Ruhama's closing its doors after 50 years on Silver Spring

Dawn Slugg (left), owner of Ruhama’s Yarn and Needlepoint, and Dawn Oertel decide what to do with a scarf in the store’s inventory, one of the hundreds of decisions to be made as Slugg prepares to close the Silver Spring Drive store after 50 years of business.

Dawn Slugg (left), owner of Ruhama’s Yarn and Needlepoint, and Dawn Oertel decide what to do with a scarf in the store’s inventory, one of the hundreds of decisions to be made as Slugg prepares to close the Silver Spring Drive store after 50 years of business. Photo By C.T. Kruger

May 29, 2013

Whitefish Bay — Walking through her store, Dawn Slugg carries herself with a certain reluctance, casting lingering glances as if seeing her wares for the last time.

For 32 years now, Slugg has been the proprietor of Ruhama's Yarn and Needlepoint, a staple boutique of downtown Whitefish Bay that caters to area knitters, crocheters and needlepoint hobbyists — she calls them her "stitchers" — with materials spanning an entire spectrum of colors and textures.

Yet, after all the time, Slugg, 70, says it's time to hang up the needles and the thread and the notions, to take up a new chapter of her life in retirement, to travel and enjoy more time with her children and grandchildren on the west coast. While Slugg will continue to run her wholesale yarn importing business, she expects the Ruhama's storefront itself to close for good around June 10.

"I feel like I'm going out on top," Slugg says. "I have loved doing this, and have appreciated the support I've always had from this community. I wouldn't have been here this long if it hadn't been for them, and the staff, and family."

Takes over from 'tough cookie'

Slugg took over the shop in 1981 from Ruhama Weiner, a "tough cookie" whose tenacity belied her short stature. About the time Weiner was gearing up for retirement, Slugg recalls Weiner chasing several potential buyers out of the store. Eventually, Slugg worked up the nerve to ask if she could buy Ruhama's herself.

"If I'm ever going to do it, this is it," Slugg recalls telling herself before asking, and in the crucial moment, "she looks at me and said, 'there isn't anyone else I would want to have it.'"

Since then, Slugg has weathered — nay, thrived in — major changes in the industry, and therefore her store.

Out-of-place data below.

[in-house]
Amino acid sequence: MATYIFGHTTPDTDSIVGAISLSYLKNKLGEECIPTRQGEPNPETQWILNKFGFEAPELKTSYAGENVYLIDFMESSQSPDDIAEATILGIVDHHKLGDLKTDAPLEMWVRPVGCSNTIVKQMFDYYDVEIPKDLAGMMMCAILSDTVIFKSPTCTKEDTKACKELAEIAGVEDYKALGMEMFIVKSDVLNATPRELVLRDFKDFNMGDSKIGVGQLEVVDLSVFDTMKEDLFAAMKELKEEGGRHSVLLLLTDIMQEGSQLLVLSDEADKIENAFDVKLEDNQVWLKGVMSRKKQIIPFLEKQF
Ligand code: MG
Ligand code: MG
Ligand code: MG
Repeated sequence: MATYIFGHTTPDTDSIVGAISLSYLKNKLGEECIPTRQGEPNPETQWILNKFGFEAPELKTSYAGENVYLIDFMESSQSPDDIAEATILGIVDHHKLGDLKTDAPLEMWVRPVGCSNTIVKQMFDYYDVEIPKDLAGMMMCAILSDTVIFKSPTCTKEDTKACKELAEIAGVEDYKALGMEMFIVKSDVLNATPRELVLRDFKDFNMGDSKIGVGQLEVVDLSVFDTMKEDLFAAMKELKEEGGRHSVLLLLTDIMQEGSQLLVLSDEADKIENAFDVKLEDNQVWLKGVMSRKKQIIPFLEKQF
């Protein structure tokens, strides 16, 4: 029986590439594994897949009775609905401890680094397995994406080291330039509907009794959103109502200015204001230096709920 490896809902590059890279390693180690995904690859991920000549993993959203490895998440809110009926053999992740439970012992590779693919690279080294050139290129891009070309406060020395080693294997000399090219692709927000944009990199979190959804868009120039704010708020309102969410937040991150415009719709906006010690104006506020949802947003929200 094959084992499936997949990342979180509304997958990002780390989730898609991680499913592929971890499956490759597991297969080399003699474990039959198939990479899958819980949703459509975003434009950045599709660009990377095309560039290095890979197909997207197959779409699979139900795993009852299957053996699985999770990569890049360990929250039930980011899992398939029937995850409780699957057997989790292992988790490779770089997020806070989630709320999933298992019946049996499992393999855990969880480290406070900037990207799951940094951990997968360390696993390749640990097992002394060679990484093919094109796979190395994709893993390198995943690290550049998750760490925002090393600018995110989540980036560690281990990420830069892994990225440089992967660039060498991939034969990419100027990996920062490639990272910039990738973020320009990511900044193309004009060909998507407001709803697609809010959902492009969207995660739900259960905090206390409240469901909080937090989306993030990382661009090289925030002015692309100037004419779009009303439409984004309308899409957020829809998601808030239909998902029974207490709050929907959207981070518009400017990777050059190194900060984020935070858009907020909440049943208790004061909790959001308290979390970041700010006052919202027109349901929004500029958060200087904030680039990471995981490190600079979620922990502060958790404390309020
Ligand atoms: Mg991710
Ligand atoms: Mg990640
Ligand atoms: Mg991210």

About fifteen years ago she made the difficult choice to cut fabric out of the store completely and begin stocking needlepoint supplies instead. At the time, Slugg recalls, the advent of big department stores and their sales were driving down the cost of and interest in home clothes making. Her fabric clientele then were mostly professional women who paid dressmakers to create wardrobes each season; however, their business wasn't enough to justify carrying fabrics in the inventory.

And so Ruhama's Yarn and Fabrics, as it was originally called when Weiner opened the store on Silver Spring in 1963, became Ruhama's Yarn and Needlepoint under Slugg's leadership. Slugg happily reports that her combinations of needlepoint supplies, patterns and classes have allowed the store to flourish since then.

Changing market

In 2007, the foundation of, an online forum and storefront for knitters, crocheters, and the like to share ideas, projects,and patterns — think of a facebook/pinterest mash-up if the conversation centered on knitting and needlepoint — was the next big change for Slugg and Ruhama's. Suddenly, her clientele were finding their patterns on ravelry instead of in her store, and for the most part the fashions of the online community decided the burning question of hobbyist clothes making: what's hot and what's not?

"At first I was almost resentful, because I have a lot of books and patterns, but it was a sign of the times, so you had to go with it and encourage it," Slugg says. "People come in and they have a favorite yarn, and they can go on ravelry, and there may be 3,000 projects made out of that particular yarn."

Since the rise of ravelry — which now has more than 3 million members — Slugg's store has become an in-person gathering place of those who congregate online to share and discuss their projects. The loss of Ruhama's, Slugg says, means that they will have to travel to Chicago to get their fix if an area proprietor doesn't claim the market she is leaving behind.

For Slugg, it's a bittersweet departure.

"I've said this a million times," she says. "I have loved this store so much. This was my dream come true, something I always wanted to do. How many people get up every morning, and can hardly wait to get there? Not very many."

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